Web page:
LOS ANGELES--As has been well-established since the start of the Iraq and Afghanistan wars, service members returning home after being in combat are struggling with post-traumatic stress disorder (PTSD) at levels never seen in the American military before.
This manifests in many different ways, from violence to poor behavior to alcoholism to domestic abuse and even suicide. The military has been trying to figure out how to address the issue, but to date hasn't made enough progress.
At the University of Southern California's Institute for Creative Technologies, however, researchers have been developing a variety of systems designed to attack service members' PTSD. In large part, the institute has been working with various forms of virtual reality and virtual humans to help these combat veterans deal with what's happening to them and those around them.
As part of Road Trip 2012, CNET reporter Daniel Terdiman stopped in at the Institute for Creative Technologies to see some of the projects being worked on there.
This dome, known as Light Stage X, employs dozens of special cameras and hundreds of LEDs to scan people's faces in order to create extremely realistic virtual or animated human faces. The result is good enough for Hollywood -- and films like "Avatar" have adopted the technology. But it is also being put to use to help develop technology that the military can use in therapy for its troubled service members.
This system, known as Virtual Iraq/Afghanistan, is designed to help service members suffering from PTSD to address the underlying issues causing their troubles.
Operated by a trained therapist who first gets to know the veteran, the technology is designed to let the service member relive events that are likely to be at the root of their PTSD. Working slowly and methodically, the therapist and the veteran discuss what might have been the cause, and then try to work through it.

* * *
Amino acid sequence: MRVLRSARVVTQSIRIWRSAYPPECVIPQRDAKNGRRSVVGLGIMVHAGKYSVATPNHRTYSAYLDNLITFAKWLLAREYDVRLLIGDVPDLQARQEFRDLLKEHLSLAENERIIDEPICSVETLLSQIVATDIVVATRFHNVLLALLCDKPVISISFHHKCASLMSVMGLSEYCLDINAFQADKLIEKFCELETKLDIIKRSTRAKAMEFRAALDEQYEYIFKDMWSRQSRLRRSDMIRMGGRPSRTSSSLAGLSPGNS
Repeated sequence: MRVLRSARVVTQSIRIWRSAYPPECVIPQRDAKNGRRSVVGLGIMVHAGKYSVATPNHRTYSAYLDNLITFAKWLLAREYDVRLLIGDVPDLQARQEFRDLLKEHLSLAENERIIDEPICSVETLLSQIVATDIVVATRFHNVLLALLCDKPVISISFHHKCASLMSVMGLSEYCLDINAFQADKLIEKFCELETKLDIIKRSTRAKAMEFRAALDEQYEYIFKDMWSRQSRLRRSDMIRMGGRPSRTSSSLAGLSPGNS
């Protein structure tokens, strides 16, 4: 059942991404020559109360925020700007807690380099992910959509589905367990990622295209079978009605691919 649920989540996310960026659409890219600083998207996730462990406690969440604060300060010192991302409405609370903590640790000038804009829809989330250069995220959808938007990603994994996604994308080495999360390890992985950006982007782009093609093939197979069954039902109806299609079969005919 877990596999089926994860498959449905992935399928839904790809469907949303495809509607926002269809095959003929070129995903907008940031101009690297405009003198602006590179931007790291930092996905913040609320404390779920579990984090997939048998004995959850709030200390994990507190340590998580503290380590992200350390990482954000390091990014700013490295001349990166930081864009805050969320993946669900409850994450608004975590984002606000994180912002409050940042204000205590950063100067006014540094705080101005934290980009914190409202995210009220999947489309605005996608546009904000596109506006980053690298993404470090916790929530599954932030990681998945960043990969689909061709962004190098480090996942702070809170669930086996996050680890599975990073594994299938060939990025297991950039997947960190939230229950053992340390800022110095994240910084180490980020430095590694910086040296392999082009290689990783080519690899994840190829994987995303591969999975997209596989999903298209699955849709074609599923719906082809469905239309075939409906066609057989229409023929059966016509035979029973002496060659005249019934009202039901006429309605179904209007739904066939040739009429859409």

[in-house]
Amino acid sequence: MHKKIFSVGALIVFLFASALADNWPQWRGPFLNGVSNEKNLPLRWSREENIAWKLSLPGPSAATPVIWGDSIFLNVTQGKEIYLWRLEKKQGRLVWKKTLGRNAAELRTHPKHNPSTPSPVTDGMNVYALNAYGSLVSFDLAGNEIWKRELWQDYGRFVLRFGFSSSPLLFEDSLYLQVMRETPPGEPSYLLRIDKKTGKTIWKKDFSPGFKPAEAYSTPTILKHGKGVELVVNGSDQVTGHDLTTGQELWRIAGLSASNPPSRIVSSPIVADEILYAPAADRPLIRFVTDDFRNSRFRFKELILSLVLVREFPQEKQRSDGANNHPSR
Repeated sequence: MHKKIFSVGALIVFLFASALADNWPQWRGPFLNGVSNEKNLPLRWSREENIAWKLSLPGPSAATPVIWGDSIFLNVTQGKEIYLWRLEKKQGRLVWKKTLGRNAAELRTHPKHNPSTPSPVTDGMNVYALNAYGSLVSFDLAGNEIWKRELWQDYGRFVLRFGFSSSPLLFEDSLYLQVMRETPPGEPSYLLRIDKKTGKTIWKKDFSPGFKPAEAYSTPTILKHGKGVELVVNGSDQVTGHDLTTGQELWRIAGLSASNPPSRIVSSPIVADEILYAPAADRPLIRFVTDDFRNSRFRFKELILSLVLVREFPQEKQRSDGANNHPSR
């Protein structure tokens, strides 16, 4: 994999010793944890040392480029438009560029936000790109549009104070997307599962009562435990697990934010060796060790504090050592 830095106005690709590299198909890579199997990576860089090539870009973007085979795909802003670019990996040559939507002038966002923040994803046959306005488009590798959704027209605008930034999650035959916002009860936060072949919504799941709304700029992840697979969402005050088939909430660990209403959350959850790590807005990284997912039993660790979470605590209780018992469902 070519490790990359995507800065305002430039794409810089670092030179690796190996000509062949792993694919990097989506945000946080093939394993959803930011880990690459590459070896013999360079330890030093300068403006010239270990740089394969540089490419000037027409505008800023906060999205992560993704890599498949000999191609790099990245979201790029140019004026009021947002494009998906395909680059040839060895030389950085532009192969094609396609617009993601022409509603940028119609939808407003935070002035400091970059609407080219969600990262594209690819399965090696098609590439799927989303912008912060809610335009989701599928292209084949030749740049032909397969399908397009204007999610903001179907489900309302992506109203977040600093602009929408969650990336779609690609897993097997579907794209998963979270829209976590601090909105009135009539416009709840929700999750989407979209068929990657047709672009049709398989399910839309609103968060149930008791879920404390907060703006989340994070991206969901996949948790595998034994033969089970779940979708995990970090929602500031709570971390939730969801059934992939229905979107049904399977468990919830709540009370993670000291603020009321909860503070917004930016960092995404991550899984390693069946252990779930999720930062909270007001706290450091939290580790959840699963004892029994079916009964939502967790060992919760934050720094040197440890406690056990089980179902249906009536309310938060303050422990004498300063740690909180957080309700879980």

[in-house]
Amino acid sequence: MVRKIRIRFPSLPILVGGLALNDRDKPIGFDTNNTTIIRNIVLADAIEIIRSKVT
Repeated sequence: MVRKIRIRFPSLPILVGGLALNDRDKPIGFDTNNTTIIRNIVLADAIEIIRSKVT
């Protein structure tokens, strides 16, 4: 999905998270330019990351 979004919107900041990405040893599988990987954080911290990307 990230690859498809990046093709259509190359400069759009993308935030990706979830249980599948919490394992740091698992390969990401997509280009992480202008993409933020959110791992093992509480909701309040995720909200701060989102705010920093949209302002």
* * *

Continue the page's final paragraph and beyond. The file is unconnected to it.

The software is designed so that a wide variety of scenarios can be played out, from roadside bombs going off, to someone firing into a Humvee, to being on patrol at night using night vision, and much, much more.
Virtual Iraq/Afghanistan is not meant to be the only therapy a veteran will use. But because it is often very difficult for service members to talk about the events at the root of their PTSD, the software, when directed carefully and methodically by a trained therapist, can gradually help the veteran relive the events, and in many cases, start to heal.
This training system, known as Gunslinger, is a virtual reality project aimed not at attacking PTSD, but rather at helping service members prepare to deal with stressful combat situations where they will have to act very quickly -- and use their wits and negotiating skills -- to survive.
Though in this iteration at USC's Institute for Creative Technologies (ICT) is set up in a Wild West saloon scenario, it can also be run to look like a small venue in Afghanistan.
The idea is that a service member walks into the dimly-lit room and proceeds to carry on a conversation with a bartender -- a virtual agent programmed to respond to spoken cues. At some point, a "bad guy" arrives intent on taking over the situation, and the service member must figure out how to get the drop on the attacker. Otherwise, it will go badly.
Here, we see a researcher facing off with the bad guy, known as Rio Laine.
As seen on the screen in the "saloon," the researcher was not able to get the drop on Rio Laine, and was shot. Service members training with Gunslinger may have just half a second to shoot first, which is considered enough time to survive, although success rates have been getting lower recently, researchers say.
Paul Debevec, who heads up ICT's Graphics Lab, holds a mirrorball inside the Light Stage X dome. Light Stage is designed to create scans of people's faces far beyond what any other system can do, Debevec explained. It generates skin reflective properties that make the result look extremely realistic, and 16,000 pixels of detail from ear to ear. Though highly prized in Hollywood, the system can also be used to generate faces for virtual humans for military therapy projects.
One project that ICT has deployed to various military installations is called ELITE, or Emergent Leader Immersion Training Environment. The idea is to put young squad leaders through the training so that they can learn how to handle subordinate service members who are in some kind of trouble that might be related to PTSD.
Because talking about personal issues -- especially psychological ones -- is thought to be a sign of weakness by many in the military, lots of veterans are extremely hesitant to deal with the issues brought on my their experiences in combat. ELITE, and other versions of it, are meant to help train young officers to compassionately help struggling subordinates through hard times that may have seen them get in serious disciplinary trouble.